What’s driving DOWN The DOLLAR?

By Linda S. Heard

In May, the Kuwaiti government abandoned the dollar peg to curb soaring inflation triggered by the high cost of imports from Europe and the Far East. This came on the heels of similar decisions by Russia, China and Malaysia. The Kuwaiti Dinar is now linked to a basket of currencies and is set to increase in value by 0.35 per cent by the end of the year. It might have been more but Kuwait decreased interest rates in order to deter speculators. Other GCC countries, including the UAE, are reluctant to follow suit. Sultan bin Nasser Al Suweidi, Governor of the UAE’s Central Bank has described his country’s dollar peg as a stable anchor for the economy. Until comparatively recently, few could argue with that statement. But how stable is the dollar now?

July 3 was a black day for the dollar which traded one cent short of a record low against the euro at $1.3611 and experienced a 26-year low against the British pound at $2.0197. Britain was recovering from thwarted terrorist attacks, which made the pound’s strength against the dollar that much more remarkable.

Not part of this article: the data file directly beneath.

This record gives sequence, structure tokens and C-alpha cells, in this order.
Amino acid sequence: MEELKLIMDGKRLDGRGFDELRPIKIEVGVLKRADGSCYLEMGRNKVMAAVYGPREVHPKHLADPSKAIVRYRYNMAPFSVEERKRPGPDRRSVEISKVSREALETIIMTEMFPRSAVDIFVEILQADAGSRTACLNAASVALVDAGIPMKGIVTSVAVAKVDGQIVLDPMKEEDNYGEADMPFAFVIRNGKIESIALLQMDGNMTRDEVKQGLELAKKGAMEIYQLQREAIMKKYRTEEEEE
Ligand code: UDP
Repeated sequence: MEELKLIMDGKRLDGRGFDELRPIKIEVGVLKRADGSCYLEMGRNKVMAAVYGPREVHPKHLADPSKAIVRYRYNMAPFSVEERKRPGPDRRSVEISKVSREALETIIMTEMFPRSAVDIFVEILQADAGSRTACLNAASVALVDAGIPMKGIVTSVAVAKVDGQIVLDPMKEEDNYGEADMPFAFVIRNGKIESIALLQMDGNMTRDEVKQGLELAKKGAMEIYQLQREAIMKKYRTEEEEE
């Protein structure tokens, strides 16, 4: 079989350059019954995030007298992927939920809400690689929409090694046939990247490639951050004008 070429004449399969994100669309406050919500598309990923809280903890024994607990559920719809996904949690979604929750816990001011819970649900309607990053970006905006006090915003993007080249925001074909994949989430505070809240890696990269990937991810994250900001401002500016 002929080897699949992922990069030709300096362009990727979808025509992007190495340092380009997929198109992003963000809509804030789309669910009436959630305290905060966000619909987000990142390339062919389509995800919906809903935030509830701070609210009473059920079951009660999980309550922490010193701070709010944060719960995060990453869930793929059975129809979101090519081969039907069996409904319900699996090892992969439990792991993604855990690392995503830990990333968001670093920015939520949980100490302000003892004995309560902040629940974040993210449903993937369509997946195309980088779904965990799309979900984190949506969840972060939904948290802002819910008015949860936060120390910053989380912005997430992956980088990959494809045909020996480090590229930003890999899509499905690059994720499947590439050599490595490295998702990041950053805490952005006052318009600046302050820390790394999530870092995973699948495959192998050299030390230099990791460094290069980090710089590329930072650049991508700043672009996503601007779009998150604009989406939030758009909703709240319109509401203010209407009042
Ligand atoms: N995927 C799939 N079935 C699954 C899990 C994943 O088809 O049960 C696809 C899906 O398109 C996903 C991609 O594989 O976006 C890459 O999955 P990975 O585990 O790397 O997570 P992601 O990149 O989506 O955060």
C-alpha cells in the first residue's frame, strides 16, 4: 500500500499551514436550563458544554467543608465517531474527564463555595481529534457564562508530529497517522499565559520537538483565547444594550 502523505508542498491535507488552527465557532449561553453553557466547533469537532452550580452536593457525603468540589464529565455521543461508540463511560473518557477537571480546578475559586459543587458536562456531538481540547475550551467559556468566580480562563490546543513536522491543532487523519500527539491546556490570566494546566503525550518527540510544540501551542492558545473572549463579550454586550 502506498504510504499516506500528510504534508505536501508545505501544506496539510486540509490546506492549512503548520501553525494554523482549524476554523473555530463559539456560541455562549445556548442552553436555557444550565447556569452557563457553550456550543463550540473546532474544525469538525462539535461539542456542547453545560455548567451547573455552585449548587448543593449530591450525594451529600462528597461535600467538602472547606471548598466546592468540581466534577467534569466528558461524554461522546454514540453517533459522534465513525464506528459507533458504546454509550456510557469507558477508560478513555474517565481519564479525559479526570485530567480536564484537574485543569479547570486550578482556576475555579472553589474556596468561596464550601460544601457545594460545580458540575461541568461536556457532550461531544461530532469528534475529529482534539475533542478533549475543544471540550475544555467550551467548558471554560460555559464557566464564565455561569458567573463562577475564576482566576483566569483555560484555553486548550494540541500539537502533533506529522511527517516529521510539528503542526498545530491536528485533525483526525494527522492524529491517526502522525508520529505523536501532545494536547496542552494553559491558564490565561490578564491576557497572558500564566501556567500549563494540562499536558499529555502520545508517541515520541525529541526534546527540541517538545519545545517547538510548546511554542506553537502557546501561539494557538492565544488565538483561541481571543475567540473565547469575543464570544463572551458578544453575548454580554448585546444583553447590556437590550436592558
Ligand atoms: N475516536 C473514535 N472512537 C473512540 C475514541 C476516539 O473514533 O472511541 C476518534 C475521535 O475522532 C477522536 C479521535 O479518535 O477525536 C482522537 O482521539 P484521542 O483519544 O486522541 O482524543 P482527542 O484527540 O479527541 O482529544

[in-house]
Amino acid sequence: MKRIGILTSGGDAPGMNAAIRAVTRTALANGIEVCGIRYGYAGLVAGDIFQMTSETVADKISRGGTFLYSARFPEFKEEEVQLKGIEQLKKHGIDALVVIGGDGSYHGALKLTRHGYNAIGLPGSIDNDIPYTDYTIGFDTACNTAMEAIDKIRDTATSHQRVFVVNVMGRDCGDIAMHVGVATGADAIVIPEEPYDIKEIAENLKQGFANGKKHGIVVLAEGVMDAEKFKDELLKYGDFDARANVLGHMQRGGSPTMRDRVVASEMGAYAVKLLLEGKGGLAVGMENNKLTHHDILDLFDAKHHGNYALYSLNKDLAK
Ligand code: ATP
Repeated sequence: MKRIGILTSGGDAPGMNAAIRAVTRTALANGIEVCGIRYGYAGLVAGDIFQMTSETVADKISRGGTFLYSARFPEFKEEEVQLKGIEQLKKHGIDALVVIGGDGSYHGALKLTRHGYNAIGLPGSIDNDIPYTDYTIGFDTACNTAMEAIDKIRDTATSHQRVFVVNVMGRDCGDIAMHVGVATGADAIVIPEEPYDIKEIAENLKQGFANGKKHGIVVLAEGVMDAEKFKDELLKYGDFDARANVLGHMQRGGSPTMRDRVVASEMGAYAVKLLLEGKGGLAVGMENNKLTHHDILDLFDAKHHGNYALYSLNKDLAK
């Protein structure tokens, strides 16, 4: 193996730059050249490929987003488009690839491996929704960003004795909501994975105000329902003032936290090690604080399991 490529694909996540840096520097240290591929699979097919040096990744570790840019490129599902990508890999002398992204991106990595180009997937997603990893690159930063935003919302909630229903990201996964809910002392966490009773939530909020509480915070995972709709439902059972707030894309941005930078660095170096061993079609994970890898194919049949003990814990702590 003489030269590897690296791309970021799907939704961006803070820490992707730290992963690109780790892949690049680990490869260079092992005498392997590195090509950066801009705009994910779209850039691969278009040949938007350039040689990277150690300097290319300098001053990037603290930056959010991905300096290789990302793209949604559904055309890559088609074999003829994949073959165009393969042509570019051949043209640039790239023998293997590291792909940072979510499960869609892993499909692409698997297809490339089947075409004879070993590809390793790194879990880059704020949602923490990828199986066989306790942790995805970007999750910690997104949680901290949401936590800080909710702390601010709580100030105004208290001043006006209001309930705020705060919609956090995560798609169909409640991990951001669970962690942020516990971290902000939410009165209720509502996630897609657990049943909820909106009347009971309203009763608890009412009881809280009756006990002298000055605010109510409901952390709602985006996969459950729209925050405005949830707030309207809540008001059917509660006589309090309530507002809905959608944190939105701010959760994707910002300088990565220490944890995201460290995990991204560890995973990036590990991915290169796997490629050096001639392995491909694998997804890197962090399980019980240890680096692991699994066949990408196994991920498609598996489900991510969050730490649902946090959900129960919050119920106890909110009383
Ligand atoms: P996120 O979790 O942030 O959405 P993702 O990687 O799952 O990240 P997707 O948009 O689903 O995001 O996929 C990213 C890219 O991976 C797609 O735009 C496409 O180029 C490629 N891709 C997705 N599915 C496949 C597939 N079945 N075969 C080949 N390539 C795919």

This dollar weakness was particularly bad news for Gulf expatriates who are paid in dollars or dollar-linked currencies and who have monthly financial commitments overseas such as home mortgages or families to support.

People who receive their pensions in dollars are also affected. A friend who spent his life working with UNESCO complained that 25 per cent has been lobbed off the value of his pension.

Most hope that the dollar’s fragility is merely a temporarily blip and are prepared to ride the storm. But a growing number of financial experts are warning there is worse to come with a few bearers of doom and gloom saying the greenback may never recover.

Let’s look at the factors driving the dollar down.